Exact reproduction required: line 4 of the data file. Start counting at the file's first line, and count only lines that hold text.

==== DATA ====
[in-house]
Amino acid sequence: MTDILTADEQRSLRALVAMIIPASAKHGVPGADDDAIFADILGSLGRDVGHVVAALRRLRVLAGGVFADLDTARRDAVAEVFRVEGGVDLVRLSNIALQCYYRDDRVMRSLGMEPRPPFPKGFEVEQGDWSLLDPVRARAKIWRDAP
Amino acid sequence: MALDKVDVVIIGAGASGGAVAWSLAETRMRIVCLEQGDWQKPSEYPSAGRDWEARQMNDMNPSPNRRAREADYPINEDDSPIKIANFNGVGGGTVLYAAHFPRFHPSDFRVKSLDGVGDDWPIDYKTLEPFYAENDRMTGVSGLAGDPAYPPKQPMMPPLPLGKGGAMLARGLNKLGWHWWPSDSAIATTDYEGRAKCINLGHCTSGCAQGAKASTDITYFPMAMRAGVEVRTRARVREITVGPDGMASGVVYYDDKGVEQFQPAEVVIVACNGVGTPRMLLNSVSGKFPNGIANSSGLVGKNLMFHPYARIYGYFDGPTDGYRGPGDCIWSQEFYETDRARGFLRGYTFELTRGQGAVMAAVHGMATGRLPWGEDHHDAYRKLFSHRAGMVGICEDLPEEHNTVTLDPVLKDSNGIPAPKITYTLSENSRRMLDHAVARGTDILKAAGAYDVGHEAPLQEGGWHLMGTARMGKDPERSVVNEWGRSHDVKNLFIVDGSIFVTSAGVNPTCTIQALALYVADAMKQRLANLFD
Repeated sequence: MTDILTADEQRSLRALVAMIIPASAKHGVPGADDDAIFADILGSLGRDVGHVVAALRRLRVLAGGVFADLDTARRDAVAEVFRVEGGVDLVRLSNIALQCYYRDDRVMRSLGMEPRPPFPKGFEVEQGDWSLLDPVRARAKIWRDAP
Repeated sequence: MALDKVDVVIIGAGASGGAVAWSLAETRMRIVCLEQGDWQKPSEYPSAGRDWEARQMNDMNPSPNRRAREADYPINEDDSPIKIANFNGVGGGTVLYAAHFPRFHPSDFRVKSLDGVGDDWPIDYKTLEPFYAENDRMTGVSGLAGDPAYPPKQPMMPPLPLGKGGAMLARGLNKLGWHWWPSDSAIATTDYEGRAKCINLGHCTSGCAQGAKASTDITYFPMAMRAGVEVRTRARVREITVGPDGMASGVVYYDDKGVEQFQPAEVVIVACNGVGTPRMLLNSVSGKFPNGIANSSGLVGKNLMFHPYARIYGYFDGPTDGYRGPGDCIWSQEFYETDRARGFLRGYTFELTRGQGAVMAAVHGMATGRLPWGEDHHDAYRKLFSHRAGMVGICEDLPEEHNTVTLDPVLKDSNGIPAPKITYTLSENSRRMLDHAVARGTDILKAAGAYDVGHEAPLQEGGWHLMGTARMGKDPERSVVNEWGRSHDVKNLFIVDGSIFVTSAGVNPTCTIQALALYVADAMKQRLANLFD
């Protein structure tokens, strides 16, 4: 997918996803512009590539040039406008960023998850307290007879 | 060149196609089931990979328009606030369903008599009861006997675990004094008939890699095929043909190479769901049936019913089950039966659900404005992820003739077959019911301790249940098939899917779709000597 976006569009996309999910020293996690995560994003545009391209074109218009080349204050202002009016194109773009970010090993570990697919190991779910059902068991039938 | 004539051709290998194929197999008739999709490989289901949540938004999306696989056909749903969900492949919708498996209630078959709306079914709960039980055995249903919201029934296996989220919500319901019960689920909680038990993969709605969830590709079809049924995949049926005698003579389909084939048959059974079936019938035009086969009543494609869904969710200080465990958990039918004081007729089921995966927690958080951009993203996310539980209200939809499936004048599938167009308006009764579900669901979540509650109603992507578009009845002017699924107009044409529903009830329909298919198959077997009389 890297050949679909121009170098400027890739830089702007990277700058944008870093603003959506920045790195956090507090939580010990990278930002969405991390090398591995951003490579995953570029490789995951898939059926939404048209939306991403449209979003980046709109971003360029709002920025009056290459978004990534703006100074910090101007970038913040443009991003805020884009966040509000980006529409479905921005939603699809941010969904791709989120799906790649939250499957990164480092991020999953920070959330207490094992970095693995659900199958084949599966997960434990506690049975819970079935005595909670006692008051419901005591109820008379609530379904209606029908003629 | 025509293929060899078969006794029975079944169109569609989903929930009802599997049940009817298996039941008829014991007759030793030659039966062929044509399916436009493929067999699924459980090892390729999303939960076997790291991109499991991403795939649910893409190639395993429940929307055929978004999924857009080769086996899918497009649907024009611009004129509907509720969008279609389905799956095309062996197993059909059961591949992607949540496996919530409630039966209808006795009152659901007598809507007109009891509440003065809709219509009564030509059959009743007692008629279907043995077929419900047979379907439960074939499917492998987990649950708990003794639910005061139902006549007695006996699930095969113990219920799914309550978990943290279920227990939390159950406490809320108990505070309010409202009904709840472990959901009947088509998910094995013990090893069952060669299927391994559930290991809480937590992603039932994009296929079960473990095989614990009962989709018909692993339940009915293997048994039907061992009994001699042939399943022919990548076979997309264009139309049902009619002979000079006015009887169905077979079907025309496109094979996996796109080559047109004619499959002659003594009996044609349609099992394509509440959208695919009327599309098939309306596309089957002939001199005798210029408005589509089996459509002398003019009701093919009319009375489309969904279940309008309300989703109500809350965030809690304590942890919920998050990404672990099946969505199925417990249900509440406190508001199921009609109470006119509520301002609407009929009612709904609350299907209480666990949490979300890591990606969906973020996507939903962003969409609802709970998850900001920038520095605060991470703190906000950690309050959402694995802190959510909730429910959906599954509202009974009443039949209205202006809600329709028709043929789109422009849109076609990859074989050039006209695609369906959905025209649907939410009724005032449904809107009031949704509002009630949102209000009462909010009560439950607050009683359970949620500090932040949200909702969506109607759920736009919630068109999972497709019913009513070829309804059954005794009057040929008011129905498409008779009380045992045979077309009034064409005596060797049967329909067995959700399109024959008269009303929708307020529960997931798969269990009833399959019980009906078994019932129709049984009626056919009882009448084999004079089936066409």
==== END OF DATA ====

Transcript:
Repeated sequence: MTDILTADEQRSLRALVAMIIPASAKHGVPGADDDAIFADILGSLGRDVGHVVAALRRLRVLAGGVFADLDTARRDAVAEVFRVEGGVDLVRLSNIALQCYYRDDRVMRSLGMEPRPPFPKGFEVEQGDWSLLDPVRARAKIWRDAP